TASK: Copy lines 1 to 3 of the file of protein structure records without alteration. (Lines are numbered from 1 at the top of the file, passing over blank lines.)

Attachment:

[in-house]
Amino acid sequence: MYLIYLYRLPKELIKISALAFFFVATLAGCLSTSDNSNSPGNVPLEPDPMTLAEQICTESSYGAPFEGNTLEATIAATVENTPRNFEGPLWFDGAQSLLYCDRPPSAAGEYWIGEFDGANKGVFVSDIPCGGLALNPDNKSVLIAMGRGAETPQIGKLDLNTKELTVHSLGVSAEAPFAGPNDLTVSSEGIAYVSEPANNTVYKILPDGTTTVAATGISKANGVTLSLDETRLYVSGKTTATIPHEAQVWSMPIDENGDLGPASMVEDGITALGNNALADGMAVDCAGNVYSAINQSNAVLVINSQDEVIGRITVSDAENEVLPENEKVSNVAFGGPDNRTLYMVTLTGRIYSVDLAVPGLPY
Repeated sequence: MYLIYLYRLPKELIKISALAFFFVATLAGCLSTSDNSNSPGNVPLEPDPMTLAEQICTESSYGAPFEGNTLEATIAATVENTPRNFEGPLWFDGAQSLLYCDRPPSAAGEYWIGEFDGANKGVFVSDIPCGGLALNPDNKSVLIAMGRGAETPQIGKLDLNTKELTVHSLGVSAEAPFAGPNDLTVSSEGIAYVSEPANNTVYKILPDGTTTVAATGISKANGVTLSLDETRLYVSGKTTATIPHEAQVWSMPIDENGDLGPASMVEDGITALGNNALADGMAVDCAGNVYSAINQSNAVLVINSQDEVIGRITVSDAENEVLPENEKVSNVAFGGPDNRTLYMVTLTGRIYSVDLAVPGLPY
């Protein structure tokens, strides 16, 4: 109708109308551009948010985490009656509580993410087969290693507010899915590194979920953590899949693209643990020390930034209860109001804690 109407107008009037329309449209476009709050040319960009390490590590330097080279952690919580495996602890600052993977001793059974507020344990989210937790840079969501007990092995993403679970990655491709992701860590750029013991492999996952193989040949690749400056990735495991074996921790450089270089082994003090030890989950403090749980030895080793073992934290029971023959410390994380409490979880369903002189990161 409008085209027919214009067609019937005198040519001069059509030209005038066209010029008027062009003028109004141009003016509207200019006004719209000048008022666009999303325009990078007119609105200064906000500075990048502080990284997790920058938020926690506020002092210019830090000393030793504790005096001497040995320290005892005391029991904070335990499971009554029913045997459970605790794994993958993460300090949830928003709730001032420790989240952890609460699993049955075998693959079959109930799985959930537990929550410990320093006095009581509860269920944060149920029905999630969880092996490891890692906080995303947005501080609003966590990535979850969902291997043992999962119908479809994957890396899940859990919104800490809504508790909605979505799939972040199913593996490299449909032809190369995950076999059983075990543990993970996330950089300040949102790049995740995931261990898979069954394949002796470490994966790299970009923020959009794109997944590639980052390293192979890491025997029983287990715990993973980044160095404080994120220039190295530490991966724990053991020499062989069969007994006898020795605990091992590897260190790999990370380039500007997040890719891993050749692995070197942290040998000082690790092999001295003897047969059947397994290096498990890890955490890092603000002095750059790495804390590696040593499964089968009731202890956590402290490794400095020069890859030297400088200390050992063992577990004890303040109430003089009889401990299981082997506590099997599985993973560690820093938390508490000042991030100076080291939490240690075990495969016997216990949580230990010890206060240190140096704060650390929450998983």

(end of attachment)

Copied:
[in-house]
Amino acid sequence: MYLIYLYRLPKELIKISALAFFFVATLAGCLSTSDNSNSPGNVPLEPDPMTLAEQICTESSYGAPFEGNTLEATIAATVENTPRNFEGPLWFDGAQSLLYCDRPPSAAGEYWIGEFDGANKGVFVSDIPCGGLALNPDNKSVLIAMGRGAETPQIGKLDLNTKELTVHSLGVSAEAPFAGPNDLTVSSEGIAYVSEPANNTVYKILPDGTTTVAATGISKANGVTLSLDETRLYVSGKTTATIPHEAQVWSMPIDENGDLGPASMVEDGITALGNNALADGMAVDCAGNVYSAINQSNAVLVINSQDEVIGRITVSDAENEVLPENEKVSNVAFGGPDNRTLYMVTLTGRIYSVDLAVPGLPY
Repeated sequence: MYLIYLYRLPKELIKISALAFFFVATLAGCLSTSDNSNSPGNVPLEPDPMTLAEQICTESSYGAPFEGNTLEATIAATVENTPRNFEGPLWFDGAQSLLYCDRPPSAAGEYWIGEFDGANKGVFVSDIPCGGLALNPDNKSVLIAMGRGAETPQIGKLDLNTKELTVHSLGVSAEAPFAGPNDLTVSSEGIAYVSEPANNTVYKILPDGTTTVAATGISKANGVTLSLDETRLYVSGKTTATIPHEAQVWSMPIDENGDLGPASMVEDGITALGNNALADGMAVDCAGNVYSAINQSNAVLVINSQDEVIGRITVSDAENEVLPENEKVSNVAFGGPDNRTLYMVTLTGRIYSVDLAVPGLPY